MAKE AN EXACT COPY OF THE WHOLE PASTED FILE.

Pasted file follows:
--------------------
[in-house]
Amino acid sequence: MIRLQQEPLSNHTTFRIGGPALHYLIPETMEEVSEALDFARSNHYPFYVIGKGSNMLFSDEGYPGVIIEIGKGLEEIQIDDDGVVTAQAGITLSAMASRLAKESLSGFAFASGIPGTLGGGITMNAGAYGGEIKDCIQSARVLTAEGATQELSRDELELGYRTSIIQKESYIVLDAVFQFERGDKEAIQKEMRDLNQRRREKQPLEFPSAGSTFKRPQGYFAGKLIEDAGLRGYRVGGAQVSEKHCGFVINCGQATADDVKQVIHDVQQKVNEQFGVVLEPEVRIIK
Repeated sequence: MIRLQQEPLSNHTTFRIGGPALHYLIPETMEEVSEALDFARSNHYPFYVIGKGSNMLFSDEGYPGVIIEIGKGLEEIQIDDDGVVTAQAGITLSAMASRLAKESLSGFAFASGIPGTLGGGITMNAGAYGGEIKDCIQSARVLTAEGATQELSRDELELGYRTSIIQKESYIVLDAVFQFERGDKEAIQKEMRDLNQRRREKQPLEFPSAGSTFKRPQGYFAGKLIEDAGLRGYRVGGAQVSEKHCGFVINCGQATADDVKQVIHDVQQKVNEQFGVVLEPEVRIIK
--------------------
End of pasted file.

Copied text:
[in-house]
Amino acid sequence: MIRLQQEPLSNHTTFRIGGPALHYLIPETMEEVSEALDFARSNHYPFYVIGKGSNMLFSDEGYPGVIIEIGKGLEEIQIDDDGVVTAQAGITLSAMASRLAKESLSGFAFASGIPGTLGGGITMNAGAYGGEIKDCIQSARVLTAEGATQELSRDELELGYRTSIIQKESYIVLDAVFQFERGDKEAIQKEMRDLNQRRREKQPLEFPSAGSTFKRPQGYFAGKLIEDAGLRGYRVGGAQVSEKHCGFVINCGQATADDVKQVIHDVQQKVNEQFGVVLEPEVRIIK
Repeated sequence: MIRLQQEPLSNHTTFRIGGPALHYLIPETMEEVSEALDFARSNHYPFYVIGKGSNMLFSDEGYPGVIIEIGKGLEEIQIDDDGVVTAQAGITLSAMASRLAKESLSGFAFASGIPGTLGGGITMNAGAYGGEIKDCIQSARVLTAEGATQELSRDELELGYRTSIIQKESYIVLDAVFQFERGDKEAIQKEMRDLNQRRREKQPLEFPSAGSTFKRPQGYFAGKLIEDAGLRGYRVGGAQVSEKHCGFVINCGQATADDVKQVIHDVQQKVNEQFGVVLEPEVRIIK